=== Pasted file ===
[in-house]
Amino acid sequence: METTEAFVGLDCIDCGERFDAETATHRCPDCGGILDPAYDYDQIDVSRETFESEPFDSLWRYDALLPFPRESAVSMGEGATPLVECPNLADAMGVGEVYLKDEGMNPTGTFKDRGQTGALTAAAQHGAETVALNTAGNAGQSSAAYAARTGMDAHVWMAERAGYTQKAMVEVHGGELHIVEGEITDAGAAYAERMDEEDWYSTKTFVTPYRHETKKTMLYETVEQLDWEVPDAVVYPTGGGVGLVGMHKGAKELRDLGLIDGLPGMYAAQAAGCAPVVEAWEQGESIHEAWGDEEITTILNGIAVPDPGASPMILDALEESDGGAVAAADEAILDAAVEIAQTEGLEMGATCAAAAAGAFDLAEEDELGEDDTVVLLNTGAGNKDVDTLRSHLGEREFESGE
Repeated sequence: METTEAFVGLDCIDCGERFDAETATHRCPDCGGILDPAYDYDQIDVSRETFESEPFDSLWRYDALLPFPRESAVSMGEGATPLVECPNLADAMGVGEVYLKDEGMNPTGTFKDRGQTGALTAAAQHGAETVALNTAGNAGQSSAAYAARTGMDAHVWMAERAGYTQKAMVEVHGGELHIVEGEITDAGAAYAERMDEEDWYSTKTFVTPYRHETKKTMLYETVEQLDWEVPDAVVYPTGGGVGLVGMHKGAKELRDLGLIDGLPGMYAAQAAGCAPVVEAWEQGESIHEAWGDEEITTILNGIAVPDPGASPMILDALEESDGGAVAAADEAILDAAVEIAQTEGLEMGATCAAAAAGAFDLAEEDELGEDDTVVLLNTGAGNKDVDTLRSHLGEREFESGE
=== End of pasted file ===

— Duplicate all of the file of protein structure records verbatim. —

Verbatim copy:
[in-house]
Amino acid sequence: METTEAFVGLDCIDCGERFDAETATHRCPDCGGILDPAYDYDQIDVSRETFESEPFDSLWRYDALLPFPRESAVSMGEGATPLVECPNLADAMGVGEVYLKDEGMNPTGTFKDRGQTGALTAAAQHGAETVALNTAGNAGQSSAAYAARTGMDAHVWMAERAGYTQKAMVEVHGGELHIVEGEITDAGAAYAERMDEEDWYSTKTFVTPYRHETKKTMLYETVEQLDWEVPDAVVYPTGGGVGLVGMHKGAKELRDLGLIDGLPGMYAAQAAGCAPVVEAWEQGESIHEAWGDEEITTILNGIAVPDPGASPMILDALEESDGGAVAAADEAILDAAVEIAQTEGLEMGATCAAAAAGAFDLAEEDELGEDDTVVLLNTGAGNKDVDTLRSHLGEREFESGE
Repeated sequence: METTEAFVGLDCIDCGERFDAETATHRCPDCGGILDPAYDYDQIDVSRETFESEPFDSLWRYDALLPFPRESAVSMGEGATPLVECPNLADAMGVGEVYLKDEGMNPTGTFKDRGQTGALTAAAQHGAETVALNTAGNAGQSSAAYAARTGMDAHVWMAERAGYTQKAMVEVHGGELHIVEGEITDAGAAYAERMDEEDWYSTKTFVTPYRHETKKTMLYETVEQLDWEVPDAVVYPTGGGVGLVGMHKGAKELRDLGLIDGLPGMYAAQAAGCAPVVEAWEQGESIHEAWGDEEITTILNGIAVPDPGASPMILDALEESDGGAVAAADEAILDAAVEIAQTEGLEMGATCAAAAAGAFDLAEEDELGEDDTVVLLNTGAGNKDVDTLRSHLGEREFESGE